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Gov. Wolf makes synthetic fentanyl illegal to help cops fight opioid epidemic |

Gov. Wolf makes synthetic fentanyl illegal to help cops fight opioid epidemic

In this Aug. 9, 2016, file photo, a bag of 4-fluoro isobutyryl fentanyl, which was seized in a drug raid, is displayed at the Drug Enforcement Administration (DEA) Special Testing and Research Laboratory in Sterling, Va.
Courtesy DEA
Illegal powdered fentanyl confiscated by the DEA.
Courtesy of the Federal Drug Enforcement Administration
This DEA photo shows about 2 milligrams of fentanyl, which is a potentially lethal dose of the prescription painkiller, especially when mixed with other drugs.
Abuse of crack cocaine, such as this, and powdered cocaine is on the rise in Western Pennsylvania, authorities say.

All new forms of synthetic fentanyl, which can be created with a tweak of the molecular structure, are now classified as highly addictive drugs.

The man-made substances sold on the streets are listed by the state Department of Health as a Schedule I drug after Gov. Tom Wolf this week made the change, which lasts one year.

Police and prosecutors use the department’s schedule of drugs when making arrests and in sentencing.

“Synthetic-fentanyl derivatives are being used to cut heroin, often resulting in death,” said Nate Wardle, health department press secretary. “These drugs are being created synthetically in other countries and brought to the United States, and are putting the lives of Pennsylvanians and our first responders at risk.”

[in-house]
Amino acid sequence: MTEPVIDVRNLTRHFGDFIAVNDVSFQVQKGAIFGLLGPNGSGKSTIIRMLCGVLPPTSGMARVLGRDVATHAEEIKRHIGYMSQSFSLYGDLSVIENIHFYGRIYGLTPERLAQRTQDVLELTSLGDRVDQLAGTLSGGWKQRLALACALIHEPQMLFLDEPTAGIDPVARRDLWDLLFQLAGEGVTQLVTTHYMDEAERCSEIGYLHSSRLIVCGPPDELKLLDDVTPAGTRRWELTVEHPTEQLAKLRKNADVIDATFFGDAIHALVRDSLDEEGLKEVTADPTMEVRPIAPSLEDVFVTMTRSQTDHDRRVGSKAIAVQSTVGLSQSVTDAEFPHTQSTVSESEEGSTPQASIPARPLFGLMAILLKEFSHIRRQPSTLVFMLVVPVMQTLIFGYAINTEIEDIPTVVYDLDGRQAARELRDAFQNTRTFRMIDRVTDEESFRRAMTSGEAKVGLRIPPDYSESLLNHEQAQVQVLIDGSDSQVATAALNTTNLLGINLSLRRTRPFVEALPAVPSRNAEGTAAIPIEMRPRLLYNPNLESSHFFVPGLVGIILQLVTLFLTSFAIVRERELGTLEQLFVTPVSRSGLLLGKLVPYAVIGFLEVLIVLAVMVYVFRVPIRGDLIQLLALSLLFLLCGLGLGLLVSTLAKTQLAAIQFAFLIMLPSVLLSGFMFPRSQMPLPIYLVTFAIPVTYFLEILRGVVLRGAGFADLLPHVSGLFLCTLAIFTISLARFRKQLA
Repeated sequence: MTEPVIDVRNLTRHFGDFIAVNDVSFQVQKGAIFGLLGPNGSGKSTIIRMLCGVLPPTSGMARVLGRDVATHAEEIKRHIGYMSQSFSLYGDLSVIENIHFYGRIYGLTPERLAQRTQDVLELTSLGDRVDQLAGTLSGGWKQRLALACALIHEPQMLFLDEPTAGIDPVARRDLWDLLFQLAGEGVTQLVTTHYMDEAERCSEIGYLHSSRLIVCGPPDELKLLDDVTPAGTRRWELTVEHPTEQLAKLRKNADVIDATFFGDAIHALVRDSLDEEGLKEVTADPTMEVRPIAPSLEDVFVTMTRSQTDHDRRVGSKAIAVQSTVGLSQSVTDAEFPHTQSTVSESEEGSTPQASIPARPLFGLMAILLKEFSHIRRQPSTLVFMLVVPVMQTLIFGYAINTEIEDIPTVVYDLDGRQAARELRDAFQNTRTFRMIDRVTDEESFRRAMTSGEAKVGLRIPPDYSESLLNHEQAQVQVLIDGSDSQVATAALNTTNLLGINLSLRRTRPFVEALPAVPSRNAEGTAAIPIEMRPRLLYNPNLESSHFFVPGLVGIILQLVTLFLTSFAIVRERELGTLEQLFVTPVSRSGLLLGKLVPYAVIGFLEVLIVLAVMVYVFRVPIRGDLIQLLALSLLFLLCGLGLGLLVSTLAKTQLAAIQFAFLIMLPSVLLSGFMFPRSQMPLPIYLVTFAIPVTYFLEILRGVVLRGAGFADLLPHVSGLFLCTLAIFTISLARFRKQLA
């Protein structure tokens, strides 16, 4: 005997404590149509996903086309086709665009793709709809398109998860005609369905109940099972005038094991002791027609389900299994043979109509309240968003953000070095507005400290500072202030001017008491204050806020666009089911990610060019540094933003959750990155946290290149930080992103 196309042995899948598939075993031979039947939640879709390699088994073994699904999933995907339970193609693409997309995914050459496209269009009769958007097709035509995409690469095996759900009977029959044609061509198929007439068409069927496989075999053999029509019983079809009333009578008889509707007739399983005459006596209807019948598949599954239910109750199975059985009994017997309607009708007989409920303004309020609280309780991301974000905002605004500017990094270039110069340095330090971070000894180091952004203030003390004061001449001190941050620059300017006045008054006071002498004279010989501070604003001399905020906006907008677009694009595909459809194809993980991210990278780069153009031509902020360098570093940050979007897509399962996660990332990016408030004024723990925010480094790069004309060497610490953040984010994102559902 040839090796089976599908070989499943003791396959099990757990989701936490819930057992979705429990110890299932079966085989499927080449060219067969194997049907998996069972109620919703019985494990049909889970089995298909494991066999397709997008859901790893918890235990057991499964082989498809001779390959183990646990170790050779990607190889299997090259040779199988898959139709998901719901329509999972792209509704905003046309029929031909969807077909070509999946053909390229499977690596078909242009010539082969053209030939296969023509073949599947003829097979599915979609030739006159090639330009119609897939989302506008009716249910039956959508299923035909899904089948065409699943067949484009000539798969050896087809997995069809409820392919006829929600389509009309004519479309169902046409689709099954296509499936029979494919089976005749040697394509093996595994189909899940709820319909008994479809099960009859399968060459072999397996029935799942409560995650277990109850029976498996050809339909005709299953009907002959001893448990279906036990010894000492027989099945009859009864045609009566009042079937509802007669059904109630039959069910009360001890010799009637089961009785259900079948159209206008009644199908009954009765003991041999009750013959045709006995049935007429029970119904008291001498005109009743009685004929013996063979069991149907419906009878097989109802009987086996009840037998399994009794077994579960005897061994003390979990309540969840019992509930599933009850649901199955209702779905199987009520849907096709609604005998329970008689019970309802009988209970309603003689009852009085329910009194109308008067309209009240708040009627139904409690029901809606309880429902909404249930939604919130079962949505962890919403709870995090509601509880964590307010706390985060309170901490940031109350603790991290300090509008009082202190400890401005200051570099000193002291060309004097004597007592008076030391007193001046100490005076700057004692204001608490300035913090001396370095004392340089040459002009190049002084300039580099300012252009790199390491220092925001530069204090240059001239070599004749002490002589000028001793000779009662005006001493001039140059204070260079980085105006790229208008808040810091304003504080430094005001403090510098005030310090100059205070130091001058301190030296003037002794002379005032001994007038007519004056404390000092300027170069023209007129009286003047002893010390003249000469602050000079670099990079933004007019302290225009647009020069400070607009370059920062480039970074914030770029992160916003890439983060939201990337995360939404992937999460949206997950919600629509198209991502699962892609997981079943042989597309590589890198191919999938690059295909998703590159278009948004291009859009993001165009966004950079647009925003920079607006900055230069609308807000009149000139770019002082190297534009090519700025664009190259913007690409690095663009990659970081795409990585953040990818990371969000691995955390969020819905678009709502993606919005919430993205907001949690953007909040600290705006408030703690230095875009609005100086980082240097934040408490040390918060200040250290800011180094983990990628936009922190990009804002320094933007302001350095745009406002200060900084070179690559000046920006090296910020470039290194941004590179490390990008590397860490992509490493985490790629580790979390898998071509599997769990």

Schedule I drugs are those that have the highest risk for addiction and the least legitimate medical use, said Westmoreland County Assistant District Attorney Pete Flanigan. Heroin also is a Schedule I drug.

Substances fall under several categories, ending with Schedule V, which are less addictive and have pharmacological uses, Flanigan said. In its pharmaceutical form as a painkiller and anesthetic, fentanyl is a Schedule II substance.

By changing the molecular structure even slightly, a new form of fentanyl can be illicitly created in laboratories.

In Westmoreland County, authorities saw a few different types of fentanyl in 2017 drug overdose deaths, including acetyl fentanyl and para-flurobutyryl fentanyl. In Allegheny County last year, authorities saw deaths where people had furanyl fentanyl in their systems, according to data.

“It kind of gives law enforcement a wider berth,” said Ryan Tarkowski, Pennsylvania State Police spokesman.

The broadening of the definition of types of illegal substances can be helpful and would prevent a defense attorney from arguing that the drug technically is not illegal, Flanigan said. He has had to drop past cases involving synthetic cannabinoids after running into a similar problem.

County Detective Tony Marcocci said the new scheduling doesn’t change much for police, but it could at the time of sentencing.

“It helps us, but not all that much,” he said. “So many of these things come back as fentanyl or a fentanyl analog, but we don’t even know what the hell it is.”

Forensic scientists at the state police crime lab in Hempfield have seen new forms of fentanyl, including 3-methylfentanyl.The rescheduling does not impact legitimately prescribed fentanyl.Renatta Signorini is a Tribune-Review staff writer. Reach her at 724-837-5374, or via Twitter @byrenatta.

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